This time each year, citizens of New York and most other states endure the challenges and frustrations of the semiannual time change. Failing to remember to turn the clocks ahead leaves many arriving late for church, work or other appointments on Sunday morning. Additionally, parents of small children may have difficulty getting their little ones to adjust to the new time schedule, and it may take days or longer for people to fully acclimate to the lost hour. Not surprisingly, the drowsiness that accompanies a time change may result in more personal injury claims around this time each year.
Drowsiness is an issue for any driver but may be most serious for those who operate large vehicles. Tractor-trailers and other big rigs have a smaller margin for error, and accidents involving trucks are more likely to end in catastrophic damage, injury and fatalities. This is why the trucking industry obligates drivers to maintain a schedule that includes adequate sleep.
It may seem like an hour is not that important, but neurologists say that changing the clocks twice a year disrupts the body's natural, circadian rhythm. It may take time for the body to adapt to the new rhythm. Meanwhile, truck drivers may have to accommodate for their bodies being out of balance. This may include stopping for naps, lowering the temperature in the cab or listening to loud music while driving.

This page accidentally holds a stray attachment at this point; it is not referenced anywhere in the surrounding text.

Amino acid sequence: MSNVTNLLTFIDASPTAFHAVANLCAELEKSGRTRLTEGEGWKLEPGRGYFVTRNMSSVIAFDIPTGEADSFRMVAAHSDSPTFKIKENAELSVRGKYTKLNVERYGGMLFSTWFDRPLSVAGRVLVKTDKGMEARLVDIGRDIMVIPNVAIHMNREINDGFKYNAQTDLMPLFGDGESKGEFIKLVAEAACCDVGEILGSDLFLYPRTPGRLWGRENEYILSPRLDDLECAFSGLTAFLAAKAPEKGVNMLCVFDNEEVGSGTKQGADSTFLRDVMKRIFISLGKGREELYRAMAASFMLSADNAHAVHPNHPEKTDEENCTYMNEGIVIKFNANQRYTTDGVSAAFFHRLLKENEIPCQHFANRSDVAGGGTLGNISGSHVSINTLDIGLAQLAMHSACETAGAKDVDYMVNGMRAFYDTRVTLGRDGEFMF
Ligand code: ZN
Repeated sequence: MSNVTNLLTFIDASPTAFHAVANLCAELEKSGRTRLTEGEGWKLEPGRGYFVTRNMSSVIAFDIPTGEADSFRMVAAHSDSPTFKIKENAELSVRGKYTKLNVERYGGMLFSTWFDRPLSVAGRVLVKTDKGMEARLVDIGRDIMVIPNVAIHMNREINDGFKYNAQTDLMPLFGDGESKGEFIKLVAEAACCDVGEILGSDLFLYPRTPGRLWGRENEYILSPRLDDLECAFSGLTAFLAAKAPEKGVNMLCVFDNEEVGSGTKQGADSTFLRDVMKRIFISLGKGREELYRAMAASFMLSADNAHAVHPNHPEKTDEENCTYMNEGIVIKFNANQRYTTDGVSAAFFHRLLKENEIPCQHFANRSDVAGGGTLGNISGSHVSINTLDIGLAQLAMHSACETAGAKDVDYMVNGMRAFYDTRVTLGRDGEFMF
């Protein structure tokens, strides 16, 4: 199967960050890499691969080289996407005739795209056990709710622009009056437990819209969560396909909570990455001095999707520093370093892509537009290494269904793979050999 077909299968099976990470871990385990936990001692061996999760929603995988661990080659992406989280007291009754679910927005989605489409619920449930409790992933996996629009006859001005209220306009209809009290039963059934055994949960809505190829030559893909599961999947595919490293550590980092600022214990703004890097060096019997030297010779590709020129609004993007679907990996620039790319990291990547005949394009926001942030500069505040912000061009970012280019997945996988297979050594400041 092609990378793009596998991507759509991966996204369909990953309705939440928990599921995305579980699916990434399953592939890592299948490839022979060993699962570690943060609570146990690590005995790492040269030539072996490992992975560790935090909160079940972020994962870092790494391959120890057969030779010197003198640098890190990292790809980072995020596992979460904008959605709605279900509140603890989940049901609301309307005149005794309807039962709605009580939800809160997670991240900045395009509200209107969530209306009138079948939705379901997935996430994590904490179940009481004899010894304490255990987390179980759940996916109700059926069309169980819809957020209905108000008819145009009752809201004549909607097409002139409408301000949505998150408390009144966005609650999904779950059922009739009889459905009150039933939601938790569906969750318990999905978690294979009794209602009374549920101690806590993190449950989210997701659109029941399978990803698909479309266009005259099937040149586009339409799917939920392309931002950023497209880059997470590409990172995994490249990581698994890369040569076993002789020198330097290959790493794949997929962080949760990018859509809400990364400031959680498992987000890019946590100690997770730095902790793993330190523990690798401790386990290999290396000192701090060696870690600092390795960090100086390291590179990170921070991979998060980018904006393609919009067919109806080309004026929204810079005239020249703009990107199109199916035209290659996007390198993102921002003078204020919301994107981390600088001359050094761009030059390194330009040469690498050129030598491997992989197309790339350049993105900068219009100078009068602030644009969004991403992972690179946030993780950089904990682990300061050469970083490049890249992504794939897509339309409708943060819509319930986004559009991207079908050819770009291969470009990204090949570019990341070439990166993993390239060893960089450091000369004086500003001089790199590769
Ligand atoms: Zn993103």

Certainly, the best option for any New York trucker is to get enough sleep at regular intervals and to see a specialist if drowsiness persists. In the event of personal injury claims, truckers may have to defend against accusations of driving while drowsy. Having a skilled attorney to assist with building a strong defense could prove invaluable.
Source: mytwintiers.com, "The risks of possible drowsy driving after Daylight Saving Time", Julio Avila, March 9, 2018